The ability to successfully pace yourself, knowing how much time you have left and how much time to spend on a given question, is a key success factor for standardized test-takers.

Here are 5 tips to keep in mind:

1. Modify your pacing on different sections of the test

Each section or component of a standardized test typically contains a different numbers of questions. Students can determine an optimal pacing for each of the sections based on question count and the time allotted. Additionally, students can take into consideration their own strengths and weaknesses for each section (e.g., greater strength in English or Mathematics) to adjust pacing.

2. Save time-consuming questions for the end

It is often useful to make an initial attempt to solve each question in order, or to at least gauge what a question entails and how long it may take to solve. However, if a question begins to take too much time or becomes confusing, it is strategic to temporarily skip it and return to it with remaining time at the end of the test. One qualification is that pacing should not be rushed and questions should not be skipped too frequently.

3. Make effective guesses on difficult questions

In previous years, the scoring policy of the SAT differed from the ACT in that incorrect answers resulted in point deductions. The result has been that determining when to guess on SAT questions has not always been straightforward. However, beginning in 2016 with the Redesigned SAT, incorrect answers will no longer result in point deductions. This means that students will now have more reason to complete questions rather than leave them blank. Having said this, students should still attempt to make effective guesses on difficult questions, by making as much progress as they can and eliminating answer choices before selecting a final answer choice.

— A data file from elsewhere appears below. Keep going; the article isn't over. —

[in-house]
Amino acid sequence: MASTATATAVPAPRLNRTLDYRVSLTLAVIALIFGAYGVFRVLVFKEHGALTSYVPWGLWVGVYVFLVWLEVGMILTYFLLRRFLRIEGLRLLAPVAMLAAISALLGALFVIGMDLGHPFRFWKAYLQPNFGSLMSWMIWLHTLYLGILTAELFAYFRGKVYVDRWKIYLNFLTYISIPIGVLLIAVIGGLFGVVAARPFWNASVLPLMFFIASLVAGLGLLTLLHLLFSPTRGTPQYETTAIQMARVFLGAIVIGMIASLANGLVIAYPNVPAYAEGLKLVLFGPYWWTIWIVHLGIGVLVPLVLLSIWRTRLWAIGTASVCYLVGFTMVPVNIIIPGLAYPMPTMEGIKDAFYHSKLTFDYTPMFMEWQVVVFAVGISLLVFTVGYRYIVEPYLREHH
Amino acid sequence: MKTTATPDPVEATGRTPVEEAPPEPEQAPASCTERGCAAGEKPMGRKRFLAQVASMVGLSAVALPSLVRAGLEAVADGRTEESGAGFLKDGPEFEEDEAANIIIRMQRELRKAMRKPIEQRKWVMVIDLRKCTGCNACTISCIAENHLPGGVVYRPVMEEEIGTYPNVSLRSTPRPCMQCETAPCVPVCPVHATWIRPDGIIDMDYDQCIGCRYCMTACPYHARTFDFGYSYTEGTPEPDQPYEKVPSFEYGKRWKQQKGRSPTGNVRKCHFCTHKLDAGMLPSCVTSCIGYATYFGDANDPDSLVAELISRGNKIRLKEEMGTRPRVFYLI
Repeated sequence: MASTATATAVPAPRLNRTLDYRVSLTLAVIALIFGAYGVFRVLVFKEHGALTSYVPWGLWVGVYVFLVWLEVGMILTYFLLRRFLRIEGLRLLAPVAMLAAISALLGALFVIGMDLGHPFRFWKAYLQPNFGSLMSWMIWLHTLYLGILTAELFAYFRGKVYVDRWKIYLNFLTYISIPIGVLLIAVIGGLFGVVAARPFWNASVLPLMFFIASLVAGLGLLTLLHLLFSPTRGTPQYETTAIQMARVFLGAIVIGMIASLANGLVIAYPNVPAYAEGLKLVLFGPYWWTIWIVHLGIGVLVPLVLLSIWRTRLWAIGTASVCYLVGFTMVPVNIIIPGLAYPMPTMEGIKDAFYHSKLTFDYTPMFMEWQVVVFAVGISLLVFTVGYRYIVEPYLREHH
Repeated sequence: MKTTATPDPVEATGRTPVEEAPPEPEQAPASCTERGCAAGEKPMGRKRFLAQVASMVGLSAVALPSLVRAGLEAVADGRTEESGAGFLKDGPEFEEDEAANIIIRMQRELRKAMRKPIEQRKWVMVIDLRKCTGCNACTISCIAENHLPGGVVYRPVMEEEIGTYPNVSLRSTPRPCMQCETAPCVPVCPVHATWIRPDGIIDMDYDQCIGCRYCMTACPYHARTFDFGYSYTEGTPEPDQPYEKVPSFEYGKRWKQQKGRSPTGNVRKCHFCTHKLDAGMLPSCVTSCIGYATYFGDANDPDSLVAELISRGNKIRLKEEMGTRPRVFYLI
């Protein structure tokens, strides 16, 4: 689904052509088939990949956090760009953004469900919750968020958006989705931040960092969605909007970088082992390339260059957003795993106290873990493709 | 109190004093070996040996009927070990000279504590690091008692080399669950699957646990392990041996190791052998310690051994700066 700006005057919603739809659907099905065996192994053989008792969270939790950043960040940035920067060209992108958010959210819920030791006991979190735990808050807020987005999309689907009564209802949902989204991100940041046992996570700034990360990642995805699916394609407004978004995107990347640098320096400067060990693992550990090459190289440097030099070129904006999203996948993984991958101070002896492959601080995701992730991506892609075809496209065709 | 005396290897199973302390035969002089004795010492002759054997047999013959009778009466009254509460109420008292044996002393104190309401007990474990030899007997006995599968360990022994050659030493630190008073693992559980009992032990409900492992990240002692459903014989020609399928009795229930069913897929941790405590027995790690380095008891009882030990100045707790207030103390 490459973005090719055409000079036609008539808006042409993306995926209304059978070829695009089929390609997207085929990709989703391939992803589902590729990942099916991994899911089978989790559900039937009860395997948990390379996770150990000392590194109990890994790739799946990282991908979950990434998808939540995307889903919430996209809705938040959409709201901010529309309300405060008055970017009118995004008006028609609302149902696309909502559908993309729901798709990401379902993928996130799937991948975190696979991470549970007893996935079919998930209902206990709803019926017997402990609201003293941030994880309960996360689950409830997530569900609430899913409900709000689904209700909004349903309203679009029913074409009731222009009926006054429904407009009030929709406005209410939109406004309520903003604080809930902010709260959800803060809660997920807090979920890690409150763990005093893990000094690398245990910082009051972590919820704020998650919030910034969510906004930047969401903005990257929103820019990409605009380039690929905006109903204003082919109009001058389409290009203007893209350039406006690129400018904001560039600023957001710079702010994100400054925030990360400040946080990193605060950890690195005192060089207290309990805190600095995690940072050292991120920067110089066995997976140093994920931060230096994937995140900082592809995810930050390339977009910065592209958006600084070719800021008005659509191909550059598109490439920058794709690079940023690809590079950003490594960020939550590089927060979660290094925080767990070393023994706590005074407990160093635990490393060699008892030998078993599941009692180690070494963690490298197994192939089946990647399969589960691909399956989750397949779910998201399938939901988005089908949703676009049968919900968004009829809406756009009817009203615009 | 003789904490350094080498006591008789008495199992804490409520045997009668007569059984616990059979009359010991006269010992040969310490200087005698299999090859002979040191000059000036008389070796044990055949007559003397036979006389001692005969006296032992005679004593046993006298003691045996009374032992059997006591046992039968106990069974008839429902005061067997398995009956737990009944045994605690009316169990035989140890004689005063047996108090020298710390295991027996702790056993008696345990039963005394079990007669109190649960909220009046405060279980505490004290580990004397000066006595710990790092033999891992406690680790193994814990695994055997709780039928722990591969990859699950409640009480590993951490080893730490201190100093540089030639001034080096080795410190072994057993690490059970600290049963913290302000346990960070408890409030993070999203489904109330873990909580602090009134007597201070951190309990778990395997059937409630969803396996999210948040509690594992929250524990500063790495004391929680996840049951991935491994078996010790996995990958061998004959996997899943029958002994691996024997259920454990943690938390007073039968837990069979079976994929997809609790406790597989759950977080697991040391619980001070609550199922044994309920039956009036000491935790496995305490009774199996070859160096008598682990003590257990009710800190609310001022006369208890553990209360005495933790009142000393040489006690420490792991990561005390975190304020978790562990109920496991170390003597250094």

4. Remove Distractions

Test taking can be difficult enough as it is without the influence of other distractions. Students should do what they can to remove distractions during test day, and remember that unnecessary stress about the test or the clock can also be a distraction. Some students that spend too much time responding to wall clocks in testing centers have found that using a small test timer on their desk works better for them.

5. Take Practice Tests in Advance

Taking practice tests before test day can help students with nearly every aspect of test taking, including pacing. Students will gain familiarity with the test sections and question content, as well as the time allotted to each section. Timing yourself during these practice sessions is essential, and will help students develop an optimal pacing strategy that works for them.


Socrato is a website for scoring and performance reports for standardized admissions test preparation. Socrato reports are available for the SAT, ACT, PSAT, SSAT, HSPT, and many more tests. You can learn more or try for free at Featured image credit: Larry & Teddy Page

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